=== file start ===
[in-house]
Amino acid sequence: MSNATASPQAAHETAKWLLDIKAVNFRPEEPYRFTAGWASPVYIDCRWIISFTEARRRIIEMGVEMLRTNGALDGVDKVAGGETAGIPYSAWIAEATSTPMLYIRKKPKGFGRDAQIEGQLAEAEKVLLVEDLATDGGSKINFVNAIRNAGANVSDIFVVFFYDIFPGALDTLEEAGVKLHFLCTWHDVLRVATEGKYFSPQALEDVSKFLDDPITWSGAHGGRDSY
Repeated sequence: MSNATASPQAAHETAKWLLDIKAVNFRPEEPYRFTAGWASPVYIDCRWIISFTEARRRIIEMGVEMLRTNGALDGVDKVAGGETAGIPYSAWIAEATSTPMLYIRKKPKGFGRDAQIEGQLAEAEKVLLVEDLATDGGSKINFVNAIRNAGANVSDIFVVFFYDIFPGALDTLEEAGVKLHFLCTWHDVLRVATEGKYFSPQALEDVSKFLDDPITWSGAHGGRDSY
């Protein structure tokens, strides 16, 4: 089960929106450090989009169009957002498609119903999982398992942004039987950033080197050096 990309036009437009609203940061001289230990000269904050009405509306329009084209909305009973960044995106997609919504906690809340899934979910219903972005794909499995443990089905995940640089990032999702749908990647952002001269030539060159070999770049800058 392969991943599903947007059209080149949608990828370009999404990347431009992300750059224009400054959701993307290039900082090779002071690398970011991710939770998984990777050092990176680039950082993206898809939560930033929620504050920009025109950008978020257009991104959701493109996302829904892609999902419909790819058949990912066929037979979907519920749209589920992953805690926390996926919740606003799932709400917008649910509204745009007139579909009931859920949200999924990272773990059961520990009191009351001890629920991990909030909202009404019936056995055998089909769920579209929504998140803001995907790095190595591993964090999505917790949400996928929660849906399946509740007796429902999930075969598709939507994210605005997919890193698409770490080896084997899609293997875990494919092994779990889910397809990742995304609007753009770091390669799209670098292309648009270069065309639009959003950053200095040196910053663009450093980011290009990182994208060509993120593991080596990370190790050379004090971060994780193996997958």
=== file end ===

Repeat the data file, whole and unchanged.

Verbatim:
[in-house]
Amino acid sequence: MSNATASPQAAHETAKWLLDIKAVNFRPEEPYRFTAGWASPVYIDCRWIISFTEARRRIIEMGVEMLRTNGALDGVDKVAGGETAGIPYSAWIAEATSTPMLYIRKKPKGFGRDAQIEGQLAEAEKVLLVEDLATDGGSKINFVNAIRNAGANVSDIFVVFFYDIFPGALDTLEEAGVKLHFLCTWHDVLRVATEGKYFSPQALEDVSKFLDDPITWSGAHGGRDSY
Repeated sequence: MSNATASPQAAHETAKWLLDIKAVNFRPEEPYRFTAGWASPVYIDCRWIISFTEARRRIIEMGVEMLRTNGALDGVDKVAGGETAGIPYSAWIAEATSTPMLYIRKKPKGFGRDAQIEGQLAEAEKVLLVEDLATDGGSKINFVNAIRNAGANVSDIFVVFFYDIFPGALDTLEEAGVKLHFLCTWHDVLRVATEGKYFSPQALEDVSKFLDDPITWSGAHGGRDSY
């Protein structure tokens, strides 16, 4: 089960929106450090989009169009957002498609119903999982398992942004039987950033080197050096 990309036009437009609203940061001289230990000269904050009405509306329009084209909305009973960044995106997609919504906690809340899934979910219903972005794909499995443990089905995940640089990032999702749908990647952002001269030539060159070999770049800058 392969991943599903947007059209080149949608990828370009999404990347431009992300750059224009400054959701993307290039900082090779002071690398970011991710939770998984990777050092990176680039950082993206898809939560930033929620504050920009025109950008978020257009991104959701493109996302829904892609999902419909790819058949990912066929037979979907519920749209589920992953805690926390996926919740606003799932709400917008649910509204745009007139579909009931859920949200999924990272773990059961520990009191009351001890629920991990909030909202009404019936056995055998089909769920579209929504998140803001995907790095190595591993964090999505917790949400996928929660849906399946509740007796429902999930075969598709939507994210605005997919890193698409770490080896084997899609293997875990494919092994779990889910397809990742995304609007753009770091390669799209670098292309648009270069065309639009959003950053200095040196910053663009450093980011290009990182994208060509993120593991080596990370190790050379004090971060994780193996997958």